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Recently, while on a drive from Muscatine to the Quad Cities, I began to smell something like smoke. Seeing no other car in sight, I couldn’t blame it on someone else’s old muffler. Becoming concerned, I checked my mirrors, making sure that nothing was wrong with my car. No sight of anything. But, as I continued my drive, all of a sudden, everything made sense. Up ahead, I began to see a group of people burning the ditches.
Many of us have likely seen it before, and many of us have likely seen the swaths of blackened earth that those controlled fires leave behind. On the surface, everything looks dead. Barren. Exposed. But any naturalist would tell you loud and clear that for prairie lands to grow, the old must occasionally be burned. In short, death is necessary for new life.
In the Christian church, we have embarked on one of the most sacred weeks of the church’s calendar, Holy Week. This past Sunday, Christians around the world waved palm branches, remembering Christ’s triumphal entry into Jerusalem as a different kind of king. But, by the end of this week, the crowds’ cries will turn against this beloved king, Jesus, as he is condemned to death.
One would think that with the death of Jesus, everything was over. If there was any hope, it seemed to have vanished as Jesus cried from the cross, “My God, my God, why have you forsaken me?” Abandoned, alone, and suffering on the cross, where was God then? In the hours of darkness, pain, and death, where was God then? It might be easy to say that in that moment, God was absent. But, knowing the end of the story — that in three days Jesus would be raised to new life — we can dare to trust that God was not only present in that moment, but at work bringing life out of death.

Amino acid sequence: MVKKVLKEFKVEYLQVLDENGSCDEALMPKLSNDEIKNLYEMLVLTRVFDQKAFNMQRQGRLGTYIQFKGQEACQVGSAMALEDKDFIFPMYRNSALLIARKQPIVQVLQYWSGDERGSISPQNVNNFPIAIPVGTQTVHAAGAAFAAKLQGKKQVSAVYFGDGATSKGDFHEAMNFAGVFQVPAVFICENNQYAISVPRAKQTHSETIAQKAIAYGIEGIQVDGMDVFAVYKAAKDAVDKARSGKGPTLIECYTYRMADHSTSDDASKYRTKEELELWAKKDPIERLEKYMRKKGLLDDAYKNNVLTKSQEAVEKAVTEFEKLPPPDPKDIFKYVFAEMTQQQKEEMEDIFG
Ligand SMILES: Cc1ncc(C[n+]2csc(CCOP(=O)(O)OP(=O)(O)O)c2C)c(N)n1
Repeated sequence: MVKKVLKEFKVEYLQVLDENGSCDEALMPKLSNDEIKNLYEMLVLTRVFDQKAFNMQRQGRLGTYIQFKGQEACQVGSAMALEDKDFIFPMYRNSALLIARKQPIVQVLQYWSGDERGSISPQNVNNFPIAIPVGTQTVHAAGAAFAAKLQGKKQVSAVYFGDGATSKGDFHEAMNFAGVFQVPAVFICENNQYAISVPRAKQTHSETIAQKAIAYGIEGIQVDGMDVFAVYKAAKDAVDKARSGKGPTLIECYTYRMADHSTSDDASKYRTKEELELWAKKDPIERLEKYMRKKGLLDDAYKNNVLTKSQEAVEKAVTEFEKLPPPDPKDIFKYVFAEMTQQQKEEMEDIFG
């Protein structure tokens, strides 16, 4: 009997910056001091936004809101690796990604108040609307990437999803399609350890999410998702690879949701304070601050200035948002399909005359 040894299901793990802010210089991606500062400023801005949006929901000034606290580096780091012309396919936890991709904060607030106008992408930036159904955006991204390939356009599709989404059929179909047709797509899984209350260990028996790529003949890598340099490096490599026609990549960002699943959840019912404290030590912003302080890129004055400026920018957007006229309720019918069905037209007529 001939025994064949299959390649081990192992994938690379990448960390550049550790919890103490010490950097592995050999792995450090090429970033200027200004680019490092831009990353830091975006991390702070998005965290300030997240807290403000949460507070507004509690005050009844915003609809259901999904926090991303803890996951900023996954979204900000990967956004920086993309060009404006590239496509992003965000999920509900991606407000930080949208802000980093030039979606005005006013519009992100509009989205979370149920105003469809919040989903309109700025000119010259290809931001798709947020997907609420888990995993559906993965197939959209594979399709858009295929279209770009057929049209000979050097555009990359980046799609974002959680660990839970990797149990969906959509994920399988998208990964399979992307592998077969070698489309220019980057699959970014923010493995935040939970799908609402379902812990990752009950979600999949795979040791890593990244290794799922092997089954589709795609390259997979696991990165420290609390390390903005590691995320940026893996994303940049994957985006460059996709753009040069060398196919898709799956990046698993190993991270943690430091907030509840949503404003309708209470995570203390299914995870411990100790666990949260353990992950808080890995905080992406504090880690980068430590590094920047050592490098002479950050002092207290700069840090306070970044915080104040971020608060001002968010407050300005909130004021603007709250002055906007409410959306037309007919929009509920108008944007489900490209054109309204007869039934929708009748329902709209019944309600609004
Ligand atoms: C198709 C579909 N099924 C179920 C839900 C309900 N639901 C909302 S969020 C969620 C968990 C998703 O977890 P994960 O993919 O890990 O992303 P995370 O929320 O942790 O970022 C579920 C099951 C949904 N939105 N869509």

Each and every year, the Christian church remembers this sacred story, the ground of our faith. Some years, it might sound like great news, bringing excitement and jubilation as we shout out our “alleluias” with gusto. But, some years, this story of Christ’s resurrection might feel empty, or feel disconnected from the reality of our lives or our world. Because, all around, there is darkness, despair, and brokenness, isn’t there? It’s not just swaths of land that appear to be dead. The blackness of our souls, our communities, and our world might be too much to bear at times. But, even in the midst of death, we can dare to trust that God is at work bringing about a new beginning, something we might not have even imagined.
So, as you gather with friends and family this Easter weekend, I invite you to look around you, and look within yourself. Be real with yourself and with what you see around you. But even as you see signs of things that are barren, dead, or exposed, choose to take heart. Because the truth that we proclaim on Easter Sunday is not only the new life of Jesus; it is also the new life that has begun for ourselves and for the whole world. Death is real, but death is not the last word. Because in Christ, God is making all things new.

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